What does Faculty mean?

Definitions for Faculty
ˈfæk əl tifac·ul·ty

This dictionary definitions page includes all the possible meanings, example usage and translations of the word Faculty.

Princeton's WordNet

  1. faculty, mental faculty, modulenoun

    one of the inherent cognitive or perceptual powers of the mind

  2. staff, facultynoun

    the body of teachers and administrators at a school

    "the dean addressed the letter to the entire staff of the university"


  1. facultynoun

    The scholarly staff at colleges or universities, as opposed to the students or support staff.

  2. facultynoun

    A division of a university (e.g. a Faculty of Science or Faculty of Medicine).

  3. facultynoun

    An ability, skill, or power.

    He lived until he reached the age of 90 with most of his faculties intact.

  4. Etymology: From faculte, from faculte, from facultas, another form of facilitas, from facul, another form of facilis; see facile.

Samuel Johnson's Dictionary

  1. Facultynoun

    Etymology: facultè, French; facultas, Latin.

    There is no kind of faculty or power in man, or any creature, which can rightly perform the functions allotted to it without perpetual aid and concurrence of that supreme cause of all things. Richard Hooker, b. i. s. 8.

    Orators may grieve; for in their sides,
    Rather than heads, their faculty abides. John Denham.

    Reason in man supplies the defect of other faculties wherein we are inferior to beasts, and what we cannot compass by force we bring about by stratagem. Roger L'Estrange.

    For well I understand in the prime end
    Of nature, her the inferior; in the mind
    And inward faculties, which most excel. John Milton, Parad. Lost.

    In the ordinary way of speaking, the understanding and will are two faculties of the mind. John Locke.

    Neither did our Saviour think it necessary to explain to us the nature of God, because it would be impossible, without bestowing on us other faculties than we possess at present. Jonathan Swift.

    He had none of those faculties, which the other had, of reconciling men to him. Edward Hyde, b. viii.

    A sober man would have wondered how our author found out monarchical absolute power in that text, had he not had an exceeding good faculty to find it himself where he could not shew it others. John Locke.

    He had an excellent faculty in preaching, if he were not too refined. Jonathan Swift.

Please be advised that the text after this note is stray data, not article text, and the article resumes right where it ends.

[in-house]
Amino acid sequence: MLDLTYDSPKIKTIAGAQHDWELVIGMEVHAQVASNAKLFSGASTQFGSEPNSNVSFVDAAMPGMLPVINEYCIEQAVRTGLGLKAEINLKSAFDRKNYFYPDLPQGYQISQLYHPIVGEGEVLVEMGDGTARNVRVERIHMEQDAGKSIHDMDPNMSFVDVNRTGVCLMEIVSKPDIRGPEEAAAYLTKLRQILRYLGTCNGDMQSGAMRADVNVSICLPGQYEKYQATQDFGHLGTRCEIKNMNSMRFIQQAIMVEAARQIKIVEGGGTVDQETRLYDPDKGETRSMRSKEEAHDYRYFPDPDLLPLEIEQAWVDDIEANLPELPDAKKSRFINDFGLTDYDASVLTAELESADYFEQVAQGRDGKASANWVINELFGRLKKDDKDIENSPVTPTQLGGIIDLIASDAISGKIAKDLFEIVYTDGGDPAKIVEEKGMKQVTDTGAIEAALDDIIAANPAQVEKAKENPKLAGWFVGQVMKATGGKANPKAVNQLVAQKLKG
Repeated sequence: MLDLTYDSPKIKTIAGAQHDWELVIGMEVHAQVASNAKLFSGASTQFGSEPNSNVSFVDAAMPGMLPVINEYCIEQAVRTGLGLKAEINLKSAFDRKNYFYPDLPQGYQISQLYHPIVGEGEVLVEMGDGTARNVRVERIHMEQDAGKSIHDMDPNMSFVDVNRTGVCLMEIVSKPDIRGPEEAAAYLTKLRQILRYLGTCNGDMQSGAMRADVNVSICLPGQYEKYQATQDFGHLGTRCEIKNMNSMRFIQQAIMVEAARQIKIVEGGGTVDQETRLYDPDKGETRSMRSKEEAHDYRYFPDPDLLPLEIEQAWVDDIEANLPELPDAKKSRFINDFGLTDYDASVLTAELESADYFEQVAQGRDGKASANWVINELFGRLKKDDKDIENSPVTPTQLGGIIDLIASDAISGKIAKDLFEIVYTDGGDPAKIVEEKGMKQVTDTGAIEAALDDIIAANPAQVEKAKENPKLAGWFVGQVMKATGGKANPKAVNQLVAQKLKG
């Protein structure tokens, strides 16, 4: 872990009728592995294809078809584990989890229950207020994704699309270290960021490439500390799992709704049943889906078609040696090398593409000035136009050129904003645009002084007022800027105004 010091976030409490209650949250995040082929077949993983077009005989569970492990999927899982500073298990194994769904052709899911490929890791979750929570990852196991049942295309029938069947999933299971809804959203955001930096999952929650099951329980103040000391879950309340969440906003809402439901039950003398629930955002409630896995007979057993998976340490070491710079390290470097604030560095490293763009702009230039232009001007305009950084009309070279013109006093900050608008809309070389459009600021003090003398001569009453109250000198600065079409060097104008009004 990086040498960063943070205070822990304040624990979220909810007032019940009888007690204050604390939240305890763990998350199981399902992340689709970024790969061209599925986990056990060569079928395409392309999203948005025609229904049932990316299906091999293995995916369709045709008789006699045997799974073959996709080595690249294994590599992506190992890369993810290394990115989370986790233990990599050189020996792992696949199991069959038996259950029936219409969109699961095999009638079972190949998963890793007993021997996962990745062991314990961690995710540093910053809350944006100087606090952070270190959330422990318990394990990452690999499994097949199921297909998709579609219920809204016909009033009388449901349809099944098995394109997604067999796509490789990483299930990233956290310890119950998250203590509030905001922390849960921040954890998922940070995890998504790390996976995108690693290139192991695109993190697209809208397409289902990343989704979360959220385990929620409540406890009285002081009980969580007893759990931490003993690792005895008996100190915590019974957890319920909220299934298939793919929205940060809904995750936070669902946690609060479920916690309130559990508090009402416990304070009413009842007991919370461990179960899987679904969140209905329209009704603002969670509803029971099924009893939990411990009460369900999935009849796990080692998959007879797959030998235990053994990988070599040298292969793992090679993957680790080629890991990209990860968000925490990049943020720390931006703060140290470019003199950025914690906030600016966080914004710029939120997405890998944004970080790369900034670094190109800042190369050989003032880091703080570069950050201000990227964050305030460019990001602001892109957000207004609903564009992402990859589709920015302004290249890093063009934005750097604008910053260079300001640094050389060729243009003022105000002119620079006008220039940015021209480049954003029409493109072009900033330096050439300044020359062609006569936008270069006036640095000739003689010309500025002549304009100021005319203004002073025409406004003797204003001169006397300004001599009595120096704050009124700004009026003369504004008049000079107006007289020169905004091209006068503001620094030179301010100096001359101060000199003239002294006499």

I’m traduc’d by tongues which neither know
    My faculties nor person, yet will be
    The chronicles of my doing. William Shakespeare, Henry VIII.

    This Duncan
    Hath born his faculties so meek, hath been
    So clear in his great office, that his virtues
    Will plead like angels. William Shakespeare, Macbeth.

    Law hath set down to what persons, in what causes, with what circumstances, almost every faculty or favour shall be granted. Richard Hooker, b. v.


  1. faculty

    Faculty typically refers to the group of professionals employed by a university or college who are dedicated to teaching, researching, mentoring, and providing academic guidance to students. They possess advanced degrees and expertise in specific academic disciplines and are responsible for delivering courses, conducting academic research, publishing scholarly articles, and contributing to the overall development and growth of the institution. Faculty members often have diverse responsibilities that may also include advising students, participating in committees, and providing leadership within their respective departments or areas of specialization.

Webster Dictionary

  1. Facultynoun

    ability to act or perform, whether inborn or cultivated; capacity for any natural function; especially, an original mental power or capacity for any of the well-known classes of mental activity; psychical or soul capacity; capacity for any of the leading kinds of soul activity, as knowledge, feeling, volition; intellectual endowment or gift; power; as, faculties of the mind or the soul

  2. Facultynoun

    special mental endowment; characteristic knack

  3. Facultynoun

    power; prerogative or attribute of office

  4. Facultynoun

    privilege or permission, granted by favor or indulgence, to do a particular thing; authority; license; dispensation

  5. Facultynoun

    a body of a men to whom any specific right or privilege is granted; formerly, the graduates in any of the four departments of a university or college (Philosophy, Law, Medicine, or Theology), to whom was granted the right of teaching (profitendi or docendi) in the department in which they had studied; at present, the members of a profession itself; as, the medical faculty; the legal faculty, ect